We, as individuals and as a society, have finite resources to donate to medical research and other worthy causes. When we decide where to spend our charitable dollars, we need to consider three factors.Slate - ALS Ice Bucket Challenge: Giving money to disease-specific charities is a bad idea
1. Where is the greatest need?
2. Where will my dollars have the greatest influence?
3. What is the most urgent problem?
The ALS challenge fails all three of these tests...
We aren’t rational, though. Typically, you will spend more time considering where to order a pizza and what to put on it, than you will deciding where to donate your charitable dollars. As a result, the real threats, the diseases that are far more likely to kill you and your loved ones are ignored. This is why the ALS Ice Bucket Challenge is bad for you, and me, and all of us. Instead of supporting what is most needed, we support what is most amusing.
Last night on Facebook, my friend explicitly linked the two stories dominating my social media feed: The ALS Ice Bucket Challenge and the events in Ferguson, Missouri. My friend asked, “How many buckets of ice would I have to pour over my head to get people to care about black lives?” Likely meant to be more provocative than substantive—especially when compared to the real and deep connections confirmed between Ferguson and the Middle East — the question might be seen as an opportunistic, if well-meant, politicization of a charity fundraiser. Or more confrontationally, it might be challenged for implicitly setting up a false choice between caring about African Americans and people suffering from a terminal, incurable disease.previously: a compilation of people fucking up the ice bucket challenge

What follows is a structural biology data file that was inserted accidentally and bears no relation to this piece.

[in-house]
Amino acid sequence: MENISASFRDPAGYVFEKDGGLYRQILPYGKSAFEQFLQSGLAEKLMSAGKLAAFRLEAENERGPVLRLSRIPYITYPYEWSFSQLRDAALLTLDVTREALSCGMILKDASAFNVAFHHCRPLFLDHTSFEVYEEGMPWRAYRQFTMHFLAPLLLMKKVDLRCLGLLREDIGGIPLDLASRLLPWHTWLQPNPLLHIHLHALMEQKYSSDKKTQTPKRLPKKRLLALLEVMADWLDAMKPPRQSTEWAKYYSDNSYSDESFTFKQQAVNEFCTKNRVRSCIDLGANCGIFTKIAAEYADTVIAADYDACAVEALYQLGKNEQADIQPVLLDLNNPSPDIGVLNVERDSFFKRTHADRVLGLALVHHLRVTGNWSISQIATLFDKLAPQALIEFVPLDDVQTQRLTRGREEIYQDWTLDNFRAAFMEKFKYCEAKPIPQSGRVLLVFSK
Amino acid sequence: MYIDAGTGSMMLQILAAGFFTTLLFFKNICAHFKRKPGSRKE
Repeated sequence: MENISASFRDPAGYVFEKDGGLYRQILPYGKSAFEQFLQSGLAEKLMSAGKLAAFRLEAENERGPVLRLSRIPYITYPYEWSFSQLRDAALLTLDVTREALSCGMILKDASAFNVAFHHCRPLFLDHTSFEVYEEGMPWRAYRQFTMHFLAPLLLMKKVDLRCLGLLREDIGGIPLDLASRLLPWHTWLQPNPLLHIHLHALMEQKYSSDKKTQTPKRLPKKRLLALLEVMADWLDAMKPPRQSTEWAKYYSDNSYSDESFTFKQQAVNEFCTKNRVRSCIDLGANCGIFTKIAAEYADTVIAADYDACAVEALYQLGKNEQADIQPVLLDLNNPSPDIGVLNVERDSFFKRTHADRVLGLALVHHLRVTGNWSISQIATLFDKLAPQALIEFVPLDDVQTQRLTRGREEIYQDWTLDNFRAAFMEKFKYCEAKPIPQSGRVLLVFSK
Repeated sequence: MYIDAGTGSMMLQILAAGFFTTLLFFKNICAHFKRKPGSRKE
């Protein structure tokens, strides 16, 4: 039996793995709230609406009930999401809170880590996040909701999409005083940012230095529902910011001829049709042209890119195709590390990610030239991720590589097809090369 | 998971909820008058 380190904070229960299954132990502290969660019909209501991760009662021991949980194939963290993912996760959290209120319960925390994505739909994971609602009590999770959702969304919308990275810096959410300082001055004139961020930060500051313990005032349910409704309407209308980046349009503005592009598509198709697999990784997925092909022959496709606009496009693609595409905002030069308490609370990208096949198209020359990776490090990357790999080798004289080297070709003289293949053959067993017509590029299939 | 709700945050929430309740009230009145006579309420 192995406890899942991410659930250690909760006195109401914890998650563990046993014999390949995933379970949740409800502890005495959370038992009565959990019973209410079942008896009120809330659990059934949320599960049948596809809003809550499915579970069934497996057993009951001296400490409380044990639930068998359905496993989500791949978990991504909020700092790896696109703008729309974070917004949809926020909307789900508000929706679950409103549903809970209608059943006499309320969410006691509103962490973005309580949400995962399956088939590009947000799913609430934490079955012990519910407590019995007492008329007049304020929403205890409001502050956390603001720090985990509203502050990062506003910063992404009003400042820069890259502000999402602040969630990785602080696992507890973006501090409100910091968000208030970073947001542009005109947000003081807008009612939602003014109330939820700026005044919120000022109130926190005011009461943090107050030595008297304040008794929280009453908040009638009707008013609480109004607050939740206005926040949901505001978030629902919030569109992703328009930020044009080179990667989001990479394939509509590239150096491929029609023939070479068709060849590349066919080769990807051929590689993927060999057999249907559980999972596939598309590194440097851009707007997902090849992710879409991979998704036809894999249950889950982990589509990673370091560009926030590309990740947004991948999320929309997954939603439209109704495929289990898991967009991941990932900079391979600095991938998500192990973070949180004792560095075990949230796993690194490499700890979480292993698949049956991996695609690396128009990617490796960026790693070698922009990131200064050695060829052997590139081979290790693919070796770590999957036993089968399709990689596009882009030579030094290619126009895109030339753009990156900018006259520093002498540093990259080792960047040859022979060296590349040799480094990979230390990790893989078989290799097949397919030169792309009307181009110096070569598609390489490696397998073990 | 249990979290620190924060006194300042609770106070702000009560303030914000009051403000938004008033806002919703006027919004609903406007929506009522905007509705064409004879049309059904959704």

For me, the post struck a still-quick nerve, compelling me to take seriously the question of what moves people to care about others these days, to question what it means to “care.” And it made me think again about the relationship of two concepts that are strange traveling partners: care, and cure.
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